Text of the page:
Monday, January 12, 2009

Fun with Google

So, while copyediting a book review, I wanted to verify a couple of things about a title, How to Live: A Search for Wisdom from Old People (While They Are Still on This Earth) by Henry Alford. Just to be quick about it, I Googled the title. I found it right away, of course, but also found (among the top of the total of 95 million listings) the following other guidelines for living:

How to live a life of contentment~a blog of Zen habits, chock full of advice such as: focus on what's important, do less each day, do only one thing at a time, eat slowly.

How to live Online~Not sure why, but the top post of this blog was how to stop being sad, which included advice such as accept why you are sad, talk to a trustworthy person, write/talk/paint your feelings.

How to Live on 24 Hours a Day~A Wikipedia entry for a 1910 book by Arnold Bennett who (as part of a larger philosophy) suggests setting aside 90-minutes (to start) a day to improve your life by reading and learning more about your business, history, and art. Suggested reading includes Milton's Paradise Lost.

Forbes magazine article "Ten Ways to Live Longer"~It all starts with attitude (I stopped reading after that) and references Woody Allen and Hugh Hefner. In the same paragraph.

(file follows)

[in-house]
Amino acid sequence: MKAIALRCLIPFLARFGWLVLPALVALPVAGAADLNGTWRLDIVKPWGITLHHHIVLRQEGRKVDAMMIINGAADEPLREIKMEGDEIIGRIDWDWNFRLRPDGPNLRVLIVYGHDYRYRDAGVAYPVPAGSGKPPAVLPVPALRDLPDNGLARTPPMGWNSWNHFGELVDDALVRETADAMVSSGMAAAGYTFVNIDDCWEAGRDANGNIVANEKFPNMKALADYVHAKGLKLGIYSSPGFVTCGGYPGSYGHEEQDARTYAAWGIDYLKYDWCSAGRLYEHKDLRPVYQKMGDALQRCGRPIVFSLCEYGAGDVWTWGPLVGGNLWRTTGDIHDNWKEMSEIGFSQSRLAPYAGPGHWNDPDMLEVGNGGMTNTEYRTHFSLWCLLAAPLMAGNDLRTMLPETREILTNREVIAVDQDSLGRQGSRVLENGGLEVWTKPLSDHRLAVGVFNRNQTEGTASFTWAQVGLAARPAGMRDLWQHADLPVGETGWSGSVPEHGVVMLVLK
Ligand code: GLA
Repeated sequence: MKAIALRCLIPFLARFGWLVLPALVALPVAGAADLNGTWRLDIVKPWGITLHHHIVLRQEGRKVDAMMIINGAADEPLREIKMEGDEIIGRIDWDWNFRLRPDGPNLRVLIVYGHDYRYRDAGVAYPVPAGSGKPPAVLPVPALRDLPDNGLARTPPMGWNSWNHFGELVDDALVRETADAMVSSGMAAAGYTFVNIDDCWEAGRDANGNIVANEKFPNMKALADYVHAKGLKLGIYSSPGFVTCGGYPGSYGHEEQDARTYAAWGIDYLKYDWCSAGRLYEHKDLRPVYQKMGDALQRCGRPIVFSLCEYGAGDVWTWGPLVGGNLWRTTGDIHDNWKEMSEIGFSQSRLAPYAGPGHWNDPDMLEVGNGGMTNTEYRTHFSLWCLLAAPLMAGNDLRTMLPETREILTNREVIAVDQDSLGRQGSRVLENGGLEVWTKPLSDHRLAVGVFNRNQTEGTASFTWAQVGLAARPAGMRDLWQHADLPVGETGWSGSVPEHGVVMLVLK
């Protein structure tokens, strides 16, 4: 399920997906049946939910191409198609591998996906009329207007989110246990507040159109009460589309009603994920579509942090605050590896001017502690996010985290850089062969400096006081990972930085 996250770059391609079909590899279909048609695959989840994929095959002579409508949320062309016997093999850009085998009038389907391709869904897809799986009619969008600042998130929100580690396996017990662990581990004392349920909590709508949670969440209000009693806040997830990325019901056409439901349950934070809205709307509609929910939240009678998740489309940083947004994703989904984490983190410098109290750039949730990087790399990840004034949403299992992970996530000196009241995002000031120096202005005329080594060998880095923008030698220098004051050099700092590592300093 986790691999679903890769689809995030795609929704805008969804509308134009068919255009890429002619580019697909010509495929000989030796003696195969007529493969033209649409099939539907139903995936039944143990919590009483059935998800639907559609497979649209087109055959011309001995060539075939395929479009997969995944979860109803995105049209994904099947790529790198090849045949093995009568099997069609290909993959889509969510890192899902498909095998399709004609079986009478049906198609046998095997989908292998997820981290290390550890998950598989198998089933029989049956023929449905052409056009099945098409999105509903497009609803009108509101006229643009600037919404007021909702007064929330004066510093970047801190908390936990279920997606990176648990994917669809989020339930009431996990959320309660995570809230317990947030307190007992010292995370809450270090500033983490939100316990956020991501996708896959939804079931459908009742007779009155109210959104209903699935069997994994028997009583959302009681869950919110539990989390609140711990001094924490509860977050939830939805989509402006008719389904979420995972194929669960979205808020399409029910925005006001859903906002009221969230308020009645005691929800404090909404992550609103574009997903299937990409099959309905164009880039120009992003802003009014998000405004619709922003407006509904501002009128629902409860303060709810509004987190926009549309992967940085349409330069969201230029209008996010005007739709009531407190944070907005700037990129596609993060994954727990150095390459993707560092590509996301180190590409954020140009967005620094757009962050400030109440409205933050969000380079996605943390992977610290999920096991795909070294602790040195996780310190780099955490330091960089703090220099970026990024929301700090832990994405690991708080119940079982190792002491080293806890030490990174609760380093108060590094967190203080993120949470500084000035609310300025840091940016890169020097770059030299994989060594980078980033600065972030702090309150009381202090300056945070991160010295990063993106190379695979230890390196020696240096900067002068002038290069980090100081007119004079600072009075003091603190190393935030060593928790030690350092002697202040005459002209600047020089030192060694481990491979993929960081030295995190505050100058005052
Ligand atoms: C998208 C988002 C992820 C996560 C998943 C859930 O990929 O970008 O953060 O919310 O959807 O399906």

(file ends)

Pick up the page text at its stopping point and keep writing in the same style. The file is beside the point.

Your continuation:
Audioslave's video for "Show Me How to Live"~Includes the lyrics, "You gave me life/now show me how to live."

Thinking How to Live~From the Harvard University Press catalog, Allan Gibbard's book that is based on his philosophy that our thoughts, actions, beliefs all stem from the questions we ask ourselves. Or, as the university press puts it, "The result is a book that investigates the very nature of the questions we ask ourselves when we ask how we should live, and that clarifies the concept of 'ought' by understanding the patterns of normative concepts involved in beliefs and decisions." Phew! "Metaethics" indeed.

Of course, with all this advice on how to live, one wouldn't really have time to live.

Tuesday, January 6, 2009

Tuesday Quote of the Week

"We will not know unless we begin."
~~Howard Zinn

Monday, January 5, 2009

Everybody was kung foo fighting

This dude was real exciting. (OK, he didn't have a clue.)

Friday, January 2, 2009

Reporters Without Borders

Reporters Without Borders, advocates and defenders of press freedom around the world, recently issued their report for 2008.

The stats:

In 2008
60 journalists were killed
1 media assistant was killed
673 journalists were arrested
929 were physically attacked or threatened
353 media outlets were censored
29 journalists were kidnapped

1 blogger (Chinese) was killed
59 bloggers were arrested
45 were physically attacked
1,740 websites were blocked, shut down or suspended

For the full report, read this.